The joints of your body are covered with a lining — called synovium — that lubricates the joint and makes it easier to move. Rheumatoid arthritis causes an overactivity of this lining. It swells and becomes inflamed, destroying the joint, as well as the ligaments and other tissues that support it. Weakened ligaments can cause joint deformities — such as claw toe or hammer toe. Softening of the bone (osteopenia) can result in stress fractures and collapse of bone.

Rheumatoid arthritis is not an isolated disease of the bones and joints. It affects tissues throughout the body, causing damage to the blood vessels, nerves, and tendons. Deformities of the hands and feet are the more obvious signs of rheumatoid arthritis. In about 20% of patients, foot and ankle symptoms are the first signs of the disease.

Rheumatoid arthritis cause

The exact cause of rheumatoid arthritis is not known. There may be a genetic reason — some people may be more likely to develop the disease because of family heredity. However, doctors suspect that it takes a chemical or environmental “trigger” to activate the disease in people who inherit rheumatoid arthritis.

Rheumatoid arthritis symptoms

The most common symptoms are pain, swelling, and stiffness. Unlike osteoarthritis, which typically affects one specific joint, symptoms of rheumatoid arthritis usually appear in both feet, affecting the same joints on each foot.

Rheumatoid arthritis Nonsurgical Treatment

Although there is no cure for rheumatoid arthritis, there are many treatment options available to help people manage pain, stay active, and live fulfilling lives.

Rheumatoid arthritis is often treated by a team of healthcare professionals. These professionals may include rheumatologists, physical and occupational therapists, social workers, rehabilitation specialists, and orthopedic surgeons.

Although orthopedic treatment may relieve symptoms, it will not stop the progression of the disease. Specific medicines called disease-modifying anti-rheumatic drugs are designed to stop the immune system from destroying the joints. The appropriate use of these medications is directed by a rheumatologist.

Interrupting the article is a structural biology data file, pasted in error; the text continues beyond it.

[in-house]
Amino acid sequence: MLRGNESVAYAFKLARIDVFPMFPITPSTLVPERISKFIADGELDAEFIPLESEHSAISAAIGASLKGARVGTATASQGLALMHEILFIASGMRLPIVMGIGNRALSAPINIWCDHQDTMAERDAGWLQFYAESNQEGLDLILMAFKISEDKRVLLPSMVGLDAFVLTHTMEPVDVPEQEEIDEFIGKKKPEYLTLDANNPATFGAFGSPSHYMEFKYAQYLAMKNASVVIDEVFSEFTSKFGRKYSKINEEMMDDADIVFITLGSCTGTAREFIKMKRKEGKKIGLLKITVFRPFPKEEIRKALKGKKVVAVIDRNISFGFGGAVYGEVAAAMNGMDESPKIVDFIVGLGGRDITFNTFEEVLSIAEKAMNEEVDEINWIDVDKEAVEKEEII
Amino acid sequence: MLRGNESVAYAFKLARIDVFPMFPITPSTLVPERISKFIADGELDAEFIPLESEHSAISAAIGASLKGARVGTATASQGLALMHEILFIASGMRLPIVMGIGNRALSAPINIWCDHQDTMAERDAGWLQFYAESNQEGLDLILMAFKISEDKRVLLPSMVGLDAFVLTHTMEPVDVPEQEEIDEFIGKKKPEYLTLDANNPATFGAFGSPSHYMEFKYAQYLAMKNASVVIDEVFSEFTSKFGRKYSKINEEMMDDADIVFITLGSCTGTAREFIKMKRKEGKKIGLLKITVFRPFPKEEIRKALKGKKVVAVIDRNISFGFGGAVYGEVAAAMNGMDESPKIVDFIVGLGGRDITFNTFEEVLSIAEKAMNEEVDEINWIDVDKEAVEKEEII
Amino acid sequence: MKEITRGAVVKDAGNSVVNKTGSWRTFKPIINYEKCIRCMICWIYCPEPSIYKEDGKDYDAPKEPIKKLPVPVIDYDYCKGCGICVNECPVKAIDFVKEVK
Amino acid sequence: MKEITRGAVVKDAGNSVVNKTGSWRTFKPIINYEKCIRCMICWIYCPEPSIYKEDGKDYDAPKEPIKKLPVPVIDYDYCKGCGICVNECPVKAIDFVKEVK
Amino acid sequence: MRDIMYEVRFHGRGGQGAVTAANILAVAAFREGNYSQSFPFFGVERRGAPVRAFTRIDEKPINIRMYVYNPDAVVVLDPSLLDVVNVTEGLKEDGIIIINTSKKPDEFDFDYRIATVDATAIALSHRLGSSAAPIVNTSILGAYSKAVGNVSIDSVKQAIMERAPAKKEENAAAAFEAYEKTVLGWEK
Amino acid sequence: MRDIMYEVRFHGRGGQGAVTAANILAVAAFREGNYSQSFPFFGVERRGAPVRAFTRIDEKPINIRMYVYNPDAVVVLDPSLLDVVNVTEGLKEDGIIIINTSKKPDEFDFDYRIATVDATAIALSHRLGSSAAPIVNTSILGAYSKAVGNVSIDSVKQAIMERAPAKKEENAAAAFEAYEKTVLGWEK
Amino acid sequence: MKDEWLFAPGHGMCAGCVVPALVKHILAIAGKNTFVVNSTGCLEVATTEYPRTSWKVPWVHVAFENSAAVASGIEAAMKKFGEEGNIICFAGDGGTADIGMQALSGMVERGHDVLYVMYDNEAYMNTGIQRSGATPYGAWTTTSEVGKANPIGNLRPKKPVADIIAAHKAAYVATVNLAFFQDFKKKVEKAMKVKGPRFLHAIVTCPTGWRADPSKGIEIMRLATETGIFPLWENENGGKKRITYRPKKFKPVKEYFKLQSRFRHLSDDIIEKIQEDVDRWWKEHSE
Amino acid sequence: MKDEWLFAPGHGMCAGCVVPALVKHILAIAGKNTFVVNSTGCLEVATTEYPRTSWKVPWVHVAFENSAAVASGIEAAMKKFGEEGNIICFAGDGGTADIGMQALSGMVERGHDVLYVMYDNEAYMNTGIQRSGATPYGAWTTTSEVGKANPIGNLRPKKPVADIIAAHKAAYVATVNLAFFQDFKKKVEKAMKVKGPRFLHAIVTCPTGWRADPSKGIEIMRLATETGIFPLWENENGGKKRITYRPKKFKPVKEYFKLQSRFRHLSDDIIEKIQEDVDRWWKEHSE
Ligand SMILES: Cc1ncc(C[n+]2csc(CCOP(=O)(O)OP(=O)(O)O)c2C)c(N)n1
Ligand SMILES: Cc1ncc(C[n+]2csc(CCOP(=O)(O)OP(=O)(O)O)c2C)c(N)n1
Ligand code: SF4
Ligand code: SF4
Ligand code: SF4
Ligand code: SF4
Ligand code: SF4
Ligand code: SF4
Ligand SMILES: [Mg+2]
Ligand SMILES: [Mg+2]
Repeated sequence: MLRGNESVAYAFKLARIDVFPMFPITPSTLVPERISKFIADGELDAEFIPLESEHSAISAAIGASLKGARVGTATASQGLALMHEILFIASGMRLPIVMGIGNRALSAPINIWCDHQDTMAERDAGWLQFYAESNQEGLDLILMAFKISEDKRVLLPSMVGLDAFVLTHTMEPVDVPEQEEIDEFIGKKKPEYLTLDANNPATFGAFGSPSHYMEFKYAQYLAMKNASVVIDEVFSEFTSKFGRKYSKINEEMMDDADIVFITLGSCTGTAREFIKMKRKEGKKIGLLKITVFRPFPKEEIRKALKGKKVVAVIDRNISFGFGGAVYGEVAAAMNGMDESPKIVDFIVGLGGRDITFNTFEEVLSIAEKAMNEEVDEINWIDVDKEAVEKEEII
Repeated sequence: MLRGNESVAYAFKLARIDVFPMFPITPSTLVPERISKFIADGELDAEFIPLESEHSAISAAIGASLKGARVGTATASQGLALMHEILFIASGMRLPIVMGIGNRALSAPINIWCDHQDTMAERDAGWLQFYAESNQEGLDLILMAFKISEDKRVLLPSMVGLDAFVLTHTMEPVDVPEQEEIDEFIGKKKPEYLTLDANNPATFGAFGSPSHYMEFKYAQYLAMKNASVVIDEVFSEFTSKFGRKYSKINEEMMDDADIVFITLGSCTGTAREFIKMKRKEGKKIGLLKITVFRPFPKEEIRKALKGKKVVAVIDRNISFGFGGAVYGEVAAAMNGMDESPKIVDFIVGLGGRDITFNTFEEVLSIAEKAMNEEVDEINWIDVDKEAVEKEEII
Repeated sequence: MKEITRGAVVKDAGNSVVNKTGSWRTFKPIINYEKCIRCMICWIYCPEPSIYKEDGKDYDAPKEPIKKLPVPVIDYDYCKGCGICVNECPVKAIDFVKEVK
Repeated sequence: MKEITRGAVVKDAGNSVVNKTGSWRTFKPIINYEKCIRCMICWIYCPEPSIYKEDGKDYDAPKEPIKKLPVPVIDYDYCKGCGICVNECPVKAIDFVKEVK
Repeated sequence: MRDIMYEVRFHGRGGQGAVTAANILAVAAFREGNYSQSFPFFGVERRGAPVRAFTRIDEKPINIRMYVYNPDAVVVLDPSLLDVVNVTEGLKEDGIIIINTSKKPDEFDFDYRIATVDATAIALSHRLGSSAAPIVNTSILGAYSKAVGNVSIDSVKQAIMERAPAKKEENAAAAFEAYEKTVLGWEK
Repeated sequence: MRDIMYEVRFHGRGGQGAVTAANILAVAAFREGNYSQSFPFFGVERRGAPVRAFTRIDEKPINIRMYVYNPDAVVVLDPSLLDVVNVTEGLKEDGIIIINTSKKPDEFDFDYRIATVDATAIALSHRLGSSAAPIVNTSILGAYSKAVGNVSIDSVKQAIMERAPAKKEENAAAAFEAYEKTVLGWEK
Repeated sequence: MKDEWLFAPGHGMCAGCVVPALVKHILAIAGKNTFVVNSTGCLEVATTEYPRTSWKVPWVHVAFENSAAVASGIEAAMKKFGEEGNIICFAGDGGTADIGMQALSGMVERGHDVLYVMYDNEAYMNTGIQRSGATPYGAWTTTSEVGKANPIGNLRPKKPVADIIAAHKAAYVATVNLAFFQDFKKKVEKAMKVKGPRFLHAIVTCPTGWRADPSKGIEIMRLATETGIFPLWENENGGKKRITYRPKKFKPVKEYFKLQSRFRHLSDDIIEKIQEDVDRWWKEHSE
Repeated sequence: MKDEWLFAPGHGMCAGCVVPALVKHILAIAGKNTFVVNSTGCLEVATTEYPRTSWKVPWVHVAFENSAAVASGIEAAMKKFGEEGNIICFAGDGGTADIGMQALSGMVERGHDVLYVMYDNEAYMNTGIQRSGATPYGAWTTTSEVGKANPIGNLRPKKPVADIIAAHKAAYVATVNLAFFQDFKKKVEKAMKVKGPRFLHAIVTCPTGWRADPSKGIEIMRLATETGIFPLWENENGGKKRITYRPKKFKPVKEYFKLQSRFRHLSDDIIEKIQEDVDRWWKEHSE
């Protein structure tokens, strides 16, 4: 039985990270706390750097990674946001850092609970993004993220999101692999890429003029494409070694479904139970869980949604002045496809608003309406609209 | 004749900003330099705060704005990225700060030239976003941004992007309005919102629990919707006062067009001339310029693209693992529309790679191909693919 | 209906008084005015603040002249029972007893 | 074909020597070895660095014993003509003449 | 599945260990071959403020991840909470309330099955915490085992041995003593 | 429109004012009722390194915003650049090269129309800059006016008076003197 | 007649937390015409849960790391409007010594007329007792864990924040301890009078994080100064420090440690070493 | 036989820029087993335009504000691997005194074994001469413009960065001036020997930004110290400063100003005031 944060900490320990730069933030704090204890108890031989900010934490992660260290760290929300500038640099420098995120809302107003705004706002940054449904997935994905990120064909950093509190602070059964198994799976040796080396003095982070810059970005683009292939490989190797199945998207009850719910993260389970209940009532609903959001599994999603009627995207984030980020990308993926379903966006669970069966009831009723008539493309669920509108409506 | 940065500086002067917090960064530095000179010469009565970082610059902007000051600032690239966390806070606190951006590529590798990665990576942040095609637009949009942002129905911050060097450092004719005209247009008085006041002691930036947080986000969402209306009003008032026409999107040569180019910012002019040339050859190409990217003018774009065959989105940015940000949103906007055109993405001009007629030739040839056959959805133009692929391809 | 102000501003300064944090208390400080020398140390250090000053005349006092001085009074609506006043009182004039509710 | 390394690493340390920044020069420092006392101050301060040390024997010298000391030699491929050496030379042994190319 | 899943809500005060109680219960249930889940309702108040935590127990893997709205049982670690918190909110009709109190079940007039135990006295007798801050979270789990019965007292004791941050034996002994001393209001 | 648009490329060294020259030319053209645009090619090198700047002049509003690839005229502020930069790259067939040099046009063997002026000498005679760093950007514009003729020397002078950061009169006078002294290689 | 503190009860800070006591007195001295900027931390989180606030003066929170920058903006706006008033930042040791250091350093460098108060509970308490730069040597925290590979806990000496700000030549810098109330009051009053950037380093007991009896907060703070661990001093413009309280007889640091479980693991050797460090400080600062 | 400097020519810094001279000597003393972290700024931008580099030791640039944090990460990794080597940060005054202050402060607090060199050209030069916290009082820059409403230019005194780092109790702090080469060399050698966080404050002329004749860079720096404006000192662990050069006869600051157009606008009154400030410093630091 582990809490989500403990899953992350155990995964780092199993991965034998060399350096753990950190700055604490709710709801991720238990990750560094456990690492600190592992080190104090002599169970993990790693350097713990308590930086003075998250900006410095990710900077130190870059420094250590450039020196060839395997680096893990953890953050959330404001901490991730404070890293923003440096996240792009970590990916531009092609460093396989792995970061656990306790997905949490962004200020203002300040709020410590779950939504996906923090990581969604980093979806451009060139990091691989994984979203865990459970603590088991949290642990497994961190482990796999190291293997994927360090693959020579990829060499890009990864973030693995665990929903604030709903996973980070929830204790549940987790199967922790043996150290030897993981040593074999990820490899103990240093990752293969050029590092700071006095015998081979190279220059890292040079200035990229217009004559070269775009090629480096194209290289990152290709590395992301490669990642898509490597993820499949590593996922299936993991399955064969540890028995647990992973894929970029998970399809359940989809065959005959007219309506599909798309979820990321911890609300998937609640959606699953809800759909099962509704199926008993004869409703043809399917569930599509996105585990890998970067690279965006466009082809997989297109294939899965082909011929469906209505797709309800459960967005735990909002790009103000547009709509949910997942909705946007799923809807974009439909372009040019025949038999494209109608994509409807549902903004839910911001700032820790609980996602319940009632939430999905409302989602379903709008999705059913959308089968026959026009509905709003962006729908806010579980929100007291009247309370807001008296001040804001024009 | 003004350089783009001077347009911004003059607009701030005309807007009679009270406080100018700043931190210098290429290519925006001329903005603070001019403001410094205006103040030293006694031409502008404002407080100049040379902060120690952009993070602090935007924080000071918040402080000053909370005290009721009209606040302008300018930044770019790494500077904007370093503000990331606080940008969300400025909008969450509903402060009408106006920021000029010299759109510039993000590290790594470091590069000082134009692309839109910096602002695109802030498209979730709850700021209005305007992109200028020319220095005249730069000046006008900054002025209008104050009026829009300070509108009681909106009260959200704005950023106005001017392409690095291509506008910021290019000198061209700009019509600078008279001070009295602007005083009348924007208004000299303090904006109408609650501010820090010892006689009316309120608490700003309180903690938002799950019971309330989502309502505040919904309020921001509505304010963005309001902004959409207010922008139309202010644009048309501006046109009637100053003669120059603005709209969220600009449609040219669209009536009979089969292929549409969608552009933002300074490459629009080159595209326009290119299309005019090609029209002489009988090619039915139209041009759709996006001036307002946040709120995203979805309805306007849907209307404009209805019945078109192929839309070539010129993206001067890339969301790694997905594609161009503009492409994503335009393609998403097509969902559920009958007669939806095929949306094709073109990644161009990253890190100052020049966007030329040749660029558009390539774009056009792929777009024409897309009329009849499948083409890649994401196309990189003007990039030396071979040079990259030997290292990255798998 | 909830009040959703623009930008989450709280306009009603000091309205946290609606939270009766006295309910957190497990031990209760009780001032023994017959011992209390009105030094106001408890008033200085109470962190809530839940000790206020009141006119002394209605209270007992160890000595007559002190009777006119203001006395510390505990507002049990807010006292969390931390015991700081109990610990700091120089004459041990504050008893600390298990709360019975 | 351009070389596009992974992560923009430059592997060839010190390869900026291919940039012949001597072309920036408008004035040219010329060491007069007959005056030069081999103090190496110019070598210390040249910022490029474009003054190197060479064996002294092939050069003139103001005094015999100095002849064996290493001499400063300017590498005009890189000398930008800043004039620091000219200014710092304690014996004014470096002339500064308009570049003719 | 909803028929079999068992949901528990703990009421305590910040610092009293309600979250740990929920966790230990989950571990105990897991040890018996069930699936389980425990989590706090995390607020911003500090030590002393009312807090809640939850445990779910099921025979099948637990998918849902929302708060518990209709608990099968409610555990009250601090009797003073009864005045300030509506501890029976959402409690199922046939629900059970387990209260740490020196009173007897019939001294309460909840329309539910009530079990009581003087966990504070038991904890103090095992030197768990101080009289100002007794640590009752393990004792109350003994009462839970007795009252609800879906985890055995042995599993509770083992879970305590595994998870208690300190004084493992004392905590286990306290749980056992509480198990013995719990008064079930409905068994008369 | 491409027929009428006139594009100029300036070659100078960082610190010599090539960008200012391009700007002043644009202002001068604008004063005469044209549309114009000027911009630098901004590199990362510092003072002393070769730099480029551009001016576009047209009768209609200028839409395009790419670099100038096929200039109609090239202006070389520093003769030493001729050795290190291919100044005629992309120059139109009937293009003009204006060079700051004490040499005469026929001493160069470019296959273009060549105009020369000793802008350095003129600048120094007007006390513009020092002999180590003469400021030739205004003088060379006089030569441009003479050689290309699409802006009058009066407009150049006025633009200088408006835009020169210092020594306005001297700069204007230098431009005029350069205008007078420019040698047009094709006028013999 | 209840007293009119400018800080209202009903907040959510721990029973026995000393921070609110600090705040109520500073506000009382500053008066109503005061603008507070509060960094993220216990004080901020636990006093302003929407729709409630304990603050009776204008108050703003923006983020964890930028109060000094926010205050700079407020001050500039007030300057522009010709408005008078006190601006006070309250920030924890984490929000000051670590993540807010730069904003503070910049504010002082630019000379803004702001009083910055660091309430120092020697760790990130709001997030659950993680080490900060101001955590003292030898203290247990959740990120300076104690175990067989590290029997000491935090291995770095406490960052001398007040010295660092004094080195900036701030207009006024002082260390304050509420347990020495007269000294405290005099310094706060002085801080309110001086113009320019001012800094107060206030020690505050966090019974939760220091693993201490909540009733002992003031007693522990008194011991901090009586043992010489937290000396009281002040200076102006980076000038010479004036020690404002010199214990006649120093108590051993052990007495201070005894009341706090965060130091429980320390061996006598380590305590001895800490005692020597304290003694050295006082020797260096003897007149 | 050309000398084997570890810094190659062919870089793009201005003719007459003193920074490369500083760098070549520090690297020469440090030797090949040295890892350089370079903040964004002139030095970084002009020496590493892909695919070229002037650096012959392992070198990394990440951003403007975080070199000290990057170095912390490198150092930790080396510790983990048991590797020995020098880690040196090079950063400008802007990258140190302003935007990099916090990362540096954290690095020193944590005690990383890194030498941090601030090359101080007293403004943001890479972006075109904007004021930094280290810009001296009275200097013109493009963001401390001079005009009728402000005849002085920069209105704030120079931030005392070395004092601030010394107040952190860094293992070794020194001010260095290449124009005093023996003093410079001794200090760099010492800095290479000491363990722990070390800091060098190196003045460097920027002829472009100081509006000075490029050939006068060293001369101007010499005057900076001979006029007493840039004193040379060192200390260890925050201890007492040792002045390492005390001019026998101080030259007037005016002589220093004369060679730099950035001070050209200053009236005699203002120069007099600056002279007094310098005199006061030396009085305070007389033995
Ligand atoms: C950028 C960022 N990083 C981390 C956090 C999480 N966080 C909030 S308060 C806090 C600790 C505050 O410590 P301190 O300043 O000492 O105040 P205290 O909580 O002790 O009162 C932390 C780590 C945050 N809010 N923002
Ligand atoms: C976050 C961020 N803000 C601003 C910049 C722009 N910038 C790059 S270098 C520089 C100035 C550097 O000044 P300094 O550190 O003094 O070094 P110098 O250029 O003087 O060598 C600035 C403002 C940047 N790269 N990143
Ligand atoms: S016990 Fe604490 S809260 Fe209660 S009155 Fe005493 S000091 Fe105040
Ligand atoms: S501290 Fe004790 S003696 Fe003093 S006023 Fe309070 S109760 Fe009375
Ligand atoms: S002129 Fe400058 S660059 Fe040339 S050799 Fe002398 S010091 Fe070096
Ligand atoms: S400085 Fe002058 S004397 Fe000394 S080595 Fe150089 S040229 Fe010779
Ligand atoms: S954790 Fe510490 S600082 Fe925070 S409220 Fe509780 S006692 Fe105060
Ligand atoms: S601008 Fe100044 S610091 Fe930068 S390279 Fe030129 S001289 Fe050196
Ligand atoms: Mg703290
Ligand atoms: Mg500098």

Orthopedic treatment of rheumatoid arthritis depends on the location of the pain and the extent of cartilage damage. Many patients will have some symptom relief with appropriate nonsurgical treatment.

  • Rest

Limiting or stopping activities that make the pain worse is the first step in minimizing the pain. Biking, elliptical training machines, or swimming are exercise activities that allow patients to maintain their health without placing a large impact load on the foot.

  • Ice

Placing ice on the most painful area of the foot for 20 minutes is effective. This can be done 3 or 4 times a day. Ice application is best done right after you are done with a physical activity. Do not apply ice directly to your skin.

  • Nonsteroidal Anti-inflammatory Medication

Drugs, such as ibuprofen or naproxen, reduce pain and inflammation. In patients with rheumatoid arthritis, the use of these types of medications should be reviewed with your rheumatologist or medical doctor.

  • Orthotics

An orthotic (shoe insert) is a very effective tool to minimize the pressure from prominent bones in the foot. The orthotic will not be able to correct the shape of your foot. The primary goal is to minimize the pressure and decrease the pain and callous formation. This is more effective for deformity in the front and middle of the foot.

For people with rheumatoid arthritis, hard or rigid orthotics generally cause too much pressure on the bone prominences, creating more pain. A custom orthotic is generally made of softer material and relieves pressure on the foot.

  • Braces

A lace-up ankle brace can be an effective treatment for mild to moderate pain in the back of the foot and the ankle. The brace supports the joints of the back of the foot and ankle. In patients with a severe flatfoot or a very stiff arthritic ankle, a custom-molded plastic or leather brace is needed. The brace can be a very effective device for some patients, allowing them to avoid surgery.

  • Steroid Injection

An injection of cortisone into the affected joint can help in the early stages of the disease. In many cases, a rheumatologist or medical doctor may also perform these injections. The steroid helps to reduce inflammation within the joint. The steroid injection is normally a temporary measure and will not stop the progression of the disease.

  • Surgical Treatment

Your doctor may recommend surgery depending upon the extent of cartilage damage and your response to nonsurgical options.

Preparing for Surgery

Many of the medications that help with rheumatoid arthritis also affect the ability of the body to heal wounds and fight infection. Your surgeon will work with your rheumatologist or medical doctor to review which of your medications will need to be stopped prior to surgery. Once the wounds are healed, the medication is typically resumed.

This period of time can be very difficult for patients with other areas of the body that are affected by rheumatoid arthritis. Many fusions require at least 6 weeks of time where no pressure can be placed on the foot. Making appropriate preparations to ensure you have help at home is crucial for success after surgery.